Untangling Taxes from Personal Injury Damages
Lawyers who represent plaintiffs or defendants in personal injury cases are well acquainted with a number of legal doctrines that affect the amount of the plaintiff’s recovery, such as the PIP threshold defense, apportionment of fault, collateral source setoffs, caps on damages, or the statutory abrogation of joint and several liability. There is one legal issue, however, that is often overlooked by attorneys, although its resolution can affect the amount of the plaintiff’s recovery just as much as the others mentioned.
This commonly neglected issue is whether damages awarded for lost future earning capacity should be calculated on the basis of gross earnings or net, after-tax earnings. Stated differently, the question is whether the jury, in calculating how much to award the plaintiff for loss of future earning capacity, should deduct the income taxes that the plaintiff would have had to pay on the income that he or she would have been able to earn had he or she not been injured.
The answer to this question can have a substantial impact on the amount of the award. Damages for loss of earning capacity in the future are determined by taking the sum of earnings that the plaintiff would have been able to earn in the future if he or she had not been injured, reduced to present value; and subtracting the amount that the plaintiff is still able to earn after his or her injury, projected into the future and also reduced to present value. The question is whether the figures for the plaintiff’s projected future earnings (both pre-morbid earnings and post-morbid earnings) should be gross earnings or after-tax earnings. If gross earnings are used, then the jury’s award for lost earning capacity will be higher than if after-tax earnings are used. The difference can be quite substantial when the amounts involved are very high or when the plaintiff’s disability is severe.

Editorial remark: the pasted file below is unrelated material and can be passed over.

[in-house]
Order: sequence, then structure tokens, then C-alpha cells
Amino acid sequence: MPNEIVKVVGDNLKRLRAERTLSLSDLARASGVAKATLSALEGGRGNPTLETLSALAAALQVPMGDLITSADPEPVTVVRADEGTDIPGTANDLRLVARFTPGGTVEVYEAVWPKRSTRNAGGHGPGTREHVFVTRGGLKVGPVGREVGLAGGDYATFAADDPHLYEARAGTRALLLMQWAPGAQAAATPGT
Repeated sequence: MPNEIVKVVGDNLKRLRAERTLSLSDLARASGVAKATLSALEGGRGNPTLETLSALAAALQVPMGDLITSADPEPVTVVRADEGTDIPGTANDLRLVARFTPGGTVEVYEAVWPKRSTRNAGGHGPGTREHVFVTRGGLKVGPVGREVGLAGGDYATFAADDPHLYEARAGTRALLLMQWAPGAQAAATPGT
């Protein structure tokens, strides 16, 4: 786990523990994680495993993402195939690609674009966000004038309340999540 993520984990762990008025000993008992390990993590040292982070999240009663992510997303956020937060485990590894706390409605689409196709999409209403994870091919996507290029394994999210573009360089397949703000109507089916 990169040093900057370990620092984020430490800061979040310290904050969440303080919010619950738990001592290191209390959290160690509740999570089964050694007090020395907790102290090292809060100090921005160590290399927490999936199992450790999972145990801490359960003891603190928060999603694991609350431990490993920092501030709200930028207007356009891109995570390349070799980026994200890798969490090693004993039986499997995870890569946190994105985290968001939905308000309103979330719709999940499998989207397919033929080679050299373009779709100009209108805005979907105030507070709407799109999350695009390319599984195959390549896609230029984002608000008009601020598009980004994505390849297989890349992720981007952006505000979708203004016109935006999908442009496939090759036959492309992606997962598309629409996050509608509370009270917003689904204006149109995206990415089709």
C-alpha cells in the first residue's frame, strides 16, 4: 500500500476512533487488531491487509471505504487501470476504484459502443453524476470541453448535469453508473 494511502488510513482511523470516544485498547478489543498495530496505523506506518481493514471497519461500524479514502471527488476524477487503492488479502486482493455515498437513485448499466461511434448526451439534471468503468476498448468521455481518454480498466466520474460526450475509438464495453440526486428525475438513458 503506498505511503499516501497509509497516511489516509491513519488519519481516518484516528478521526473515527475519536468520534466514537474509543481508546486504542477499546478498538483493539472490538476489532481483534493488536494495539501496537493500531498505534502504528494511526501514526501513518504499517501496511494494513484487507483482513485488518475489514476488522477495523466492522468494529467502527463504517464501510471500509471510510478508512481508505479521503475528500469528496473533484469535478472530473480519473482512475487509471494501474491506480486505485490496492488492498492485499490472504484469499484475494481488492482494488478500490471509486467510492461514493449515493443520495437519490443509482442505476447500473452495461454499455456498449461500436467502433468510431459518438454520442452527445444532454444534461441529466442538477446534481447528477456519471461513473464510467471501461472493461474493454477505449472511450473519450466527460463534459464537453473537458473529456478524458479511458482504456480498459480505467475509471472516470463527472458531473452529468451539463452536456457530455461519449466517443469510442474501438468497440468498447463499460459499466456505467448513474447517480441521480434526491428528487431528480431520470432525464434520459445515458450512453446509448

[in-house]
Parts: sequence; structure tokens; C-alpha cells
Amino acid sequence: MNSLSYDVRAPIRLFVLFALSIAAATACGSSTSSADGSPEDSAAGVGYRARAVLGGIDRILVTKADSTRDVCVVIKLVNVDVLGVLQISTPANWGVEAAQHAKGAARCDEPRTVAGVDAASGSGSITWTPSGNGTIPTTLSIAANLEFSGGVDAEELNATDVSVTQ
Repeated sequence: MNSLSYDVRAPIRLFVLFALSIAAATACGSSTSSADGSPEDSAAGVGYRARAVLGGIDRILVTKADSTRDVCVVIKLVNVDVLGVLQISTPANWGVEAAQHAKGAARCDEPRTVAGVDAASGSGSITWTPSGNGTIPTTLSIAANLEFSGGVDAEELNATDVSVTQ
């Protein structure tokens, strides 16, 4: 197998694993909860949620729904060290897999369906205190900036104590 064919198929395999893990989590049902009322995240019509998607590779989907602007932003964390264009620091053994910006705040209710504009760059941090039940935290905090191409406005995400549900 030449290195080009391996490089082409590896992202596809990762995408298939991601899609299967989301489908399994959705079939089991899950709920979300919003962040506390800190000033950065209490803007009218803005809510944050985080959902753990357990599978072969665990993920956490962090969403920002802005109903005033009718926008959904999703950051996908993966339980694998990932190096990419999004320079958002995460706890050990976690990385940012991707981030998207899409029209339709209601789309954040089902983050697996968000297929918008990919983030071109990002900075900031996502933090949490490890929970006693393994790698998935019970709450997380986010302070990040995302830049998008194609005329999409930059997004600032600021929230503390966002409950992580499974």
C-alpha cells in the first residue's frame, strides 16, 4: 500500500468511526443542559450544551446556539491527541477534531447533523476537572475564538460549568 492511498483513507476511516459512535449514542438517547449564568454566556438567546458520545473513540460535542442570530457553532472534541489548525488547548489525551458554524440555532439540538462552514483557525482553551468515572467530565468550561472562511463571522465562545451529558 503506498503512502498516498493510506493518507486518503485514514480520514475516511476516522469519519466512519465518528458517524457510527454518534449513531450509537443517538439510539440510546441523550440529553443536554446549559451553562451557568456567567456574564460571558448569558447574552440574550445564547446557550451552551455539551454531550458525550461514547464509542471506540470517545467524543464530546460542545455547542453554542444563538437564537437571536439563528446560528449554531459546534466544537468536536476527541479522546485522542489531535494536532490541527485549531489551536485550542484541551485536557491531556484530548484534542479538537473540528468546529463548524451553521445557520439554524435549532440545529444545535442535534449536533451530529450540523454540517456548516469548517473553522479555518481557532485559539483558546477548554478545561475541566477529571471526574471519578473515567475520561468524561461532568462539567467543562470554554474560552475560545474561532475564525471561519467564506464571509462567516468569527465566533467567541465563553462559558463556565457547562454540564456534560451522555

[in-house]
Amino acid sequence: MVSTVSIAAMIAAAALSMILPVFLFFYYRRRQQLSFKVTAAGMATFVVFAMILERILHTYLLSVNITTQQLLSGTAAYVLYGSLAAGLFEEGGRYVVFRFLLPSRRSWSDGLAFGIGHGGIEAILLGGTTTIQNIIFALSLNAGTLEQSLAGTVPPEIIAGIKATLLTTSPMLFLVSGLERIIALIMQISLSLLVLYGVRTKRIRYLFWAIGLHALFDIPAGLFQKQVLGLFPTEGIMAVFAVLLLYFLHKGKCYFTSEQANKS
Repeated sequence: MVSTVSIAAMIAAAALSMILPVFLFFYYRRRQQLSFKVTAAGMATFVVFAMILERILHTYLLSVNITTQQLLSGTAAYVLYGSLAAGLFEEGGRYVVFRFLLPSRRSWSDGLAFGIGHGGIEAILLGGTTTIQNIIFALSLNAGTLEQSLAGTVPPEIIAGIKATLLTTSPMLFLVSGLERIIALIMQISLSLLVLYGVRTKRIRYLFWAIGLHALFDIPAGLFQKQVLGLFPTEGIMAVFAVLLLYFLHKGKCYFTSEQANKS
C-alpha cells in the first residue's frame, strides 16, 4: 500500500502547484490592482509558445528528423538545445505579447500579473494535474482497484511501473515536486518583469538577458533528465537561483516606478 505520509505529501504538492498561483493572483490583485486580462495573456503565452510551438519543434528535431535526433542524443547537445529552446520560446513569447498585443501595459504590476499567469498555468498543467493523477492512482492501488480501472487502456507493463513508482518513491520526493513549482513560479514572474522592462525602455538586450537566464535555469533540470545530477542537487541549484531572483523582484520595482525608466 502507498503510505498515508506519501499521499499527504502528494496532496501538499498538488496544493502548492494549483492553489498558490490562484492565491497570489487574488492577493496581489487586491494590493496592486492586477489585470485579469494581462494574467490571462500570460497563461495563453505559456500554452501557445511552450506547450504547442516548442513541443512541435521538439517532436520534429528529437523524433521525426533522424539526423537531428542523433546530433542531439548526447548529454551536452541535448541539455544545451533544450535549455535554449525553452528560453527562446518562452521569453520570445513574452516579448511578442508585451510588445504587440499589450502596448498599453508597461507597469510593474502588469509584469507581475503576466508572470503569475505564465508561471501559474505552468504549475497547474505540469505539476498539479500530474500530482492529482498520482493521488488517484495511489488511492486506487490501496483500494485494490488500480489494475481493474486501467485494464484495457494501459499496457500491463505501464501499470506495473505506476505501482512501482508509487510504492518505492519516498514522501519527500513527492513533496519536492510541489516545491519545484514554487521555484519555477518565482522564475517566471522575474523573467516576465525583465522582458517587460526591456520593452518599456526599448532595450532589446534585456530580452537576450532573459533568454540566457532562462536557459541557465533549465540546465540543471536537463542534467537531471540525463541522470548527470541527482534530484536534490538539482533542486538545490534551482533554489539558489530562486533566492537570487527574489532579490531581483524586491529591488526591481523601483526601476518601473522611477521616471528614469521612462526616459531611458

This pre-tax/post-tax controversy arises because compensatory damages awarded in personal injury actions are not subject to the federal income tax. Since 1918, the Internal Revenue Code has excluded from gross income any damages recovered because of personal injury or sickness.1 In effect, these damages are exempt from the federal income tax.2 Because the plaintiff’s recovery is not taxed, but the income that the plaintiff would have been able to earn if not injured would have been taxed, some jurisdictions have adopted a rule that the jury should only consider after-tax income when calculating how much to award for lost future earnings or loss of future earning capacity. This approach has been mandated by the U.S. Supreme Court for actions arising under federal law.3
In Florida, the issue is rarely discussed in the published case law. This sparsity of case law may indicate that attorneys rarely raise the issue at the trial level. Perhaps most attorneys do not recognize the issue as a legal question, and, therefore, leave it up to economic experts to decide which method to use when they perform their calculations and form their opinions. It would be a mistake, however, to defer this question to the economists, because there is legal authority in Florida holding that the computation of an award of damages for lost future earning capacity shall be based on gross income. Attorneys and courts should be aware of this legal authority.
• Case Law. In Florida, the rule that personal injury awards are to be based on gross earnings grew out of a line of decisions addressing a different, but related issue — specifically, whether the jury should be instructed that the amount it awards to the plaintiff will not be subject to income tax. The rationale for giving such an instruction is to prevent the jury from adding an extra amount to the award to cover income taxes in the mistaken belief that the plaintiff’s recovery will be taxed.
In the first decision to address the propriety of such an instruction, Poirier v. Shireman, 129 So. 2d 439 (Fla. 2d DCA 1961), the court held that it was not error for the trial court to instruct the jury that its award would not be taxable. It approved the following instruction: “You are instructed that any award made to plaintiff as damages in this case, if any award is made, is not subject to federal or state income taxes, and you should not consider such taxes in fixing the amount of any award made plaintiff, if any you make.”4